Misty, Water-colored Memories of the Way We Remember We Were

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North Carolina’s criminal justice system may find the results of a new study daunting: The researchers found some interesting and surprisingly consistent patterns in the way people remember things. And, as both defense attorneys and prosecutors know, nothing will undermine a witness’s or suspect’s credibility faster than a change in his story. The study shows,
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Prisoners Stage Hunger Strike for Better, Safer Medical Care

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Officials at Central Prison in Raleigh confirmed this week that nine prisoners have been refusing meals. One prisoner, apparently the spokesman for the hunger strike, indicated in a letter that as many as 100 inmates planned to participate. A representative from the North Carolina Department of Public Safety said that prison staff would be monitoring
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Pretrial Release Program Cuts Could Help Few and Harm Many

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As the General Assembly hands the Racial Justice Act bill over to the governor, the North Carolina House could be debating another bill that would radically change the state’s pretrial release programs. The bill’s sponsors claim the programs are unnecessary; its opponents claim the programs provide vital services not just to people facing criminal charges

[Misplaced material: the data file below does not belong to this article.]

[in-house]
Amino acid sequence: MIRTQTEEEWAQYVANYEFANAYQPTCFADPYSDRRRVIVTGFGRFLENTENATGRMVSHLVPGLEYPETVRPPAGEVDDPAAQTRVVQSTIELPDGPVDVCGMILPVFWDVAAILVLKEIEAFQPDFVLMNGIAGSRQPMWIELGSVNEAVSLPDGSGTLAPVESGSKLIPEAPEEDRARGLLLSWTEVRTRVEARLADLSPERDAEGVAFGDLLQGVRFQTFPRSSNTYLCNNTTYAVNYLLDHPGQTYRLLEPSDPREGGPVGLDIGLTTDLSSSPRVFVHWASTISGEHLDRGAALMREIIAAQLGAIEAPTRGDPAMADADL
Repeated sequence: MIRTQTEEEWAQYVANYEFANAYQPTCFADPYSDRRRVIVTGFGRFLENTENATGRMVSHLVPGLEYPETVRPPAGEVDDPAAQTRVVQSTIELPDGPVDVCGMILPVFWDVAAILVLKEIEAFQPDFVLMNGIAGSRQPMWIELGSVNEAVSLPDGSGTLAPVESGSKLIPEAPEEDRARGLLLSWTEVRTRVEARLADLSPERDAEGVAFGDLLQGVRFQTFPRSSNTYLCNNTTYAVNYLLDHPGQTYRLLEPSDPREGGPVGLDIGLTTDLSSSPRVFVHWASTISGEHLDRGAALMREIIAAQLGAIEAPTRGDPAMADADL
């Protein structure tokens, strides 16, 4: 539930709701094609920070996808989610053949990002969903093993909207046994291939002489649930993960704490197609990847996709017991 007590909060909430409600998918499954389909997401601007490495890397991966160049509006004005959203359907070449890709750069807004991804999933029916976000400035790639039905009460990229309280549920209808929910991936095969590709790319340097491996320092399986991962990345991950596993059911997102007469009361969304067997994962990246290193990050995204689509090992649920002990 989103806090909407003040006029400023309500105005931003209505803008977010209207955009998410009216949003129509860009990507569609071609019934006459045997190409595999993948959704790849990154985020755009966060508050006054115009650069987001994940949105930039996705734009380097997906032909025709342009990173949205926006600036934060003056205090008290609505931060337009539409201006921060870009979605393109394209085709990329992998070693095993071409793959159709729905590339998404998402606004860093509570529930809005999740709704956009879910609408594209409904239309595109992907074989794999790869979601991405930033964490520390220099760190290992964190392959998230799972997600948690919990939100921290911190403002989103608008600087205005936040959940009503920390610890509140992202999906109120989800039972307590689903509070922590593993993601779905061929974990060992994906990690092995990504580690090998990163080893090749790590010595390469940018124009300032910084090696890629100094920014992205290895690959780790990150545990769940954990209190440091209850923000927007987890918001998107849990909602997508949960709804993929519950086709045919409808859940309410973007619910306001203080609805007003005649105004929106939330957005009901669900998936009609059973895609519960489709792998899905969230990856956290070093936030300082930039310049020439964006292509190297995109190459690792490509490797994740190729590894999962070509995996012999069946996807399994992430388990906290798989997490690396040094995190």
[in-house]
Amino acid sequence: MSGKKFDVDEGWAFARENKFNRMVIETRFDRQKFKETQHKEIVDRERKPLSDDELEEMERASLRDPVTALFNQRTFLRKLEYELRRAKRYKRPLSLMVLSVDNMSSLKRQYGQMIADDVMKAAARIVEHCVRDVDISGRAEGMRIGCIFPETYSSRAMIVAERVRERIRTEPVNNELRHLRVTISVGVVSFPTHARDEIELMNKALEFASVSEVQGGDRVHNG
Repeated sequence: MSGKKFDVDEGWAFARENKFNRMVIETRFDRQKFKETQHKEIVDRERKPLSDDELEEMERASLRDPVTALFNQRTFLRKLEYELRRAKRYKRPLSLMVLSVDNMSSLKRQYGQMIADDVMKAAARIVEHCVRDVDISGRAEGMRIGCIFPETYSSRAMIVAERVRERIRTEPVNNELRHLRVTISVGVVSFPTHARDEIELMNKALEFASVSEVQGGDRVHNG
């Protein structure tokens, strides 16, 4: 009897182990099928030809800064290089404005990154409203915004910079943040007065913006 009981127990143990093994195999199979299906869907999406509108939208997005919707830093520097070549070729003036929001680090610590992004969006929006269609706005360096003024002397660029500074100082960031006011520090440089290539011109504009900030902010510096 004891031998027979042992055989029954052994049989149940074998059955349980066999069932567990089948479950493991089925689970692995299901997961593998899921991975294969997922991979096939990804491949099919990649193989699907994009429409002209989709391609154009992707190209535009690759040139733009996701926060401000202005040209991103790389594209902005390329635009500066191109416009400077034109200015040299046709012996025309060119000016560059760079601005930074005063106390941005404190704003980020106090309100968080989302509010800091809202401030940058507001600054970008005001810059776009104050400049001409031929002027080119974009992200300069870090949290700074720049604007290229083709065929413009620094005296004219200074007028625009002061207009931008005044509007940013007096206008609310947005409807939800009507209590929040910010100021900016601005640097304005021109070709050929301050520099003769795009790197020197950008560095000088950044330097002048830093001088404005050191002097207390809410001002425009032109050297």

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High-profile Criminal Cases, Different Roles for Defense Counsel

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It is hard to know which trial to follow: the John Edwards campaign finance trial or the trial of the troubled young man accused of killing a member of North Carolina’s state board of education? Both cases carry some heartache, and both have provided challenges for criminal defense attorneys who must be aggressive client advocates
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Forensic Evidence May Tell the Wrong Story, Accuse the Wrong Person (p2)

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We are talking about forensic evidence and just how reliable it is. In Raleigh and every other city in the country, just a tiny piece of forensic evidence can lead to or clear criminal charges. The term “forensic evidence” carries a good deal of weight, because it implies that the evidence is based on scientific
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